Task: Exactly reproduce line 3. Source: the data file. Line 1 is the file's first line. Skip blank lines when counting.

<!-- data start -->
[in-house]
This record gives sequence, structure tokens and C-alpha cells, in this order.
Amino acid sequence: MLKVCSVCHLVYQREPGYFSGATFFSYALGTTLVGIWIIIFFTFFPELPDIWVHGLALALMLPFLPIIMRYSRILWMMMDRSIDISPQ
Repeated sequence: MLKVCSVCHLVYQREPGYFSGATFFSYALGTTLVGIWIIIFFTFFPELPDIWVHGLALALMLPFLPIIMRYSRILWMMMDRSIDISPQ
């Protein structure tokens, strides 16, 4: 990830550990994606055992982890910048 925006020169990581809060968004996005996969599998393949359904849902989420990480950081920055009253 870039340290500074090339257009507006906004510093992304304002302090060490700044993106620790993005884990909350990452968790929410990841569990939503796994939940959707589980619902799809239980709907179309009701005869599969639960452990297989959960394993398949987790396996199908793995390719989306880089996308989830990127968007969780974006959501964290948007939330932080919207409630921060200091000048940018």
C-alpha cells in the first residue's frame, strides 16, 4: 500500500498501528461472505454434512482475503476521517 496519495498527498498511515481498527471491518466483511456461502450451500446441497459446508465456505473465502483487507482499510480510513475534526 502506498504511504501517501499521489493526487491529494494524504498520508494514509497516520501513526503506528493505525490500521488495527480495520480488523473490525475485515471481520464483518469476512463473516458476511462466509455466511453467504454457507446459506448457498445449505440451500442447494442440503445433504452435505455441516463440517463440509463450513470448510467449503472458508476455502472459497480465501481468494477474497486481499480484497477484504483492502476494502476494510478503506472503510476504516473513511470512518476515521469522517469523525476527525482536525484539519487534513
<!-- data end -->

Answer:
Amino acid sequence: MLKVCSVCHLVYQREPGYFSGATFFSYALGTTLVGIWIIIFFTFFPELPDIWVHGLALALMLPFLPIIMRYSRILWMMMDRSIDISPQ